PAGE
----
Titan, in keeping with its vision of creating elevating experiences for the people it touches and significantly impact the world it works in, wanted to create a safe and sustainable campus for its workforce in the urban agglomeration of Bengaluru. The aim was to build a campus which retains the natural beauty and focusses on energy and resource conservation, while enhancing the quality of life of their employees.
Nature became the pivotal inspiration in the campus' design and the resulting structure both celebrates and preserves it.
The construction of the
Titan Integrity Campus was developed on a 6.5 ACRE SITE which has a lake on the eastern side. The idea was to take advantage of every angle possible of the
lakeside, providing the user innumerable views of this serene setting.
A few salient features of the construction, design and architecture worth mentioning are:
Minimising negative impact during construction: While clearing the land for construction, soil erosion was kept at a minimum by preserving the topsoil and re-laying it once construction was complete. Carbon emission levels were painstakingly measured and balanced by planting trees. 95% of the construction debris was reused instead of being wasted in landfills. Most of the material was locally sourced, thereby reducing the need for long-haul transportation. The foundations were laid on non-fertile soil. The combination of soft and hard landscaping, reduced the lawn areas, thereby lowering the water consumption and minimising pesticide and fertiliser use.
Creation of a bio-lake: A bio-lake was conceived towards the eastern side of the campus which responds to the existing lake and would seem like an extension of it. The campus is built around this bio-lake.
Porosity of form: Porosity in form allows continuous movement of air with wind tunnels creating a venturi effect. The campus is designed in such a way that each department has its own zone but is connected to the other departments through voluminous atria which brings in light and allows hot air to escape.
Use of natural light: The depth of area is conceived in such a way that the entire office space is enveloped with daylight as long as there is light outside, thus minimising the use of artificial light. A green wall on the western side of the building shields the usable spaces from the harsh western sun.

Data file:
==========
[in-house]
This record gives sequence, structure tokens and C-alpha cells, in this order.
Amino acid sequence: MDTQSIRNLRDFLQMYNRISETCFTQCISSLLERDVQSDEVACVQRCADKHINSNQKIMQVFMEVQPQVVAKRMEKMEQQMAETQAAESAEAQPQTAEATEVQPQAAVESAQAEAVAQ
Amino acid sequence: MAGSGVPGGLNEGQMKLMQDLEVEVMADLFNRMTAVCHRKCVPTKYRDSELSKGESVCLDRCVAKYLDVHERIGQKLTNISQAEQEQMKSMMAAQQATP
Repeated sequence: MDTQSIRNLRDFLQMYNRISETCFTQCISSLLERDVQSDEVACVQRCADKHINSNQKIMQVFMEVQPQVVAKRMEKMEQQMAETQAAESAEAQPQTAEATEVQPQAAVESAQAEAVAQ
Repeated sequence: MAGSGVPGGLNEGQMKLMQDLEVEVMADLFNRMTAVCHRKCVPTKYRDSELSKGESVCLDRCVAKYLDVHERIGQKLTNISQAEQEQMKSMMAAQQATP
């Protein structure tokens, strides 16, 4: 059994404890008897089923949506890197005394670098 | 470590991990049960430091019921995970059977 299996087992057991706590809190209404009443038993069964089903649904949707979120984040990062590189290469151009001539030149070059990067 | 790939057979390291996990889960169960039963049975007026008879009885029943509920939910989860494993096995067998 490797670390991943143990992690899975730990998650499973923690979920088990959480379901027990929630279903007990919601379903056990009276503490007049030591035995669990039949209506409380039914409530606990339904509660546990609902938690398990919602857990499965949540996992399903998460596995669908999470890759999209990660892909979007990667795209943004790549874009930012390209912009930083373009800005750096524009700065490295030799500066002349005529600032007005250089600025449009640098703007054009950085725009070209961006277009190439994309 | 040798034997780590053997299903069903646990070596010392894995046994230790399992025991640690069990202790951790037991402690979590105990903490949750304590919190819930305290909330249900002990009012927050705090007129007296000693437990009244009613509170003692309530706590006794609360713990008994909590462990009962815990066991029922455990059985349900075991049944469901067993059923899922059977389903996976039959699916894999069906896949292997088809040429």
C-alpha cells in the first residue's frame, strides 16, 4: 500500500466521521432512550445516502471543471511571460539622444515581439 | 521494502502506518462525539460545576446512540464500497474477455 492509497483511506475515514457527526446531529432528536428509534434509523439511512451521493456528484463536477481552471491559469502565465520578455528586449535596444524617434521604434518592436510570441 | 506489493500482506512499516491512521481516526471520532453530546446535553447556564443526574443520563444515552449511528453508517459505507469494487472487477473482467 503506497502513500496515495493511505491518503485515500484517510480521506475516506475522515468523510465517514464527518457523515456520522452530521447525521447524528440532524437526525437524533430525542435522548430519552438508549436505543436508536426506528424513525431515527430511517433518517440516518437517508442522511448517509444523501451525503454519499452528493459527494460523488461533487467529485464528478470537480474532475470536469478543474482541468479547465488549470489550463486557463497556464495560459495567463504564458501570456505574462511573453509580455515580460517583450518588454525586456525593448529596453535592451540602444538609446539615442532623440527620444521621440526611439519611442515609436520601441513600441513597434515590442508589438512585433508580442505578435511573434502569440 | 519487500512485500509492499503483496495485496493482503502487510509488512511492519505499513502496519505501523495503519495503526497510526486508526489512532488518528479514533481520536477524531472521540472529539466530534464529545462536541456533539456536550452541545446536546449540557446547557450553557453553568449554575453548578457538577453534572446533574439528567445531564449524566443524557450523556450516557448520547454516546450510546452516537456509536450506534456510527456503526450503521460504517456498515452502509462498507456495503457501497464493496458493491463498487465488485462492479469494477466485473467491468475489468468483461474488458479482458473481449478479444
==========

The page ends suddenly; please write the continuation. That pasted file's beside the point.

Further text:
Use of natural air flows and green terraces:
Common areas are open and non-air conditioned. The three-floor structure has a terrace garden at every level. Cascading green terraces are connected through external staircases and provide insulation to office spaces below, thus, reducing heating and cooling loads. This enables the use of the unconventional comfort air cooling system (Evaporating Cooling System) for 99% of the office space instead of conventional HVAC. It is for the first time in India that this innovation has been deployed at such a large scale. The green terraces not only allow one to work outdoors, but also stimulate interaction with the flora and fauna.
The campus has rainwater harvesting systems and a wastewater treatment plant, with the treated water being used in toilet flushes and for landscape irrigation, ensuring zero discharge from the campus. The design is in compliance to green building norms which includes special glazing to reduce heat load, roof gardens, stone cladding, renewable energy sources like solar energy, waste management, integrated systems to manage the facility and EV charging points.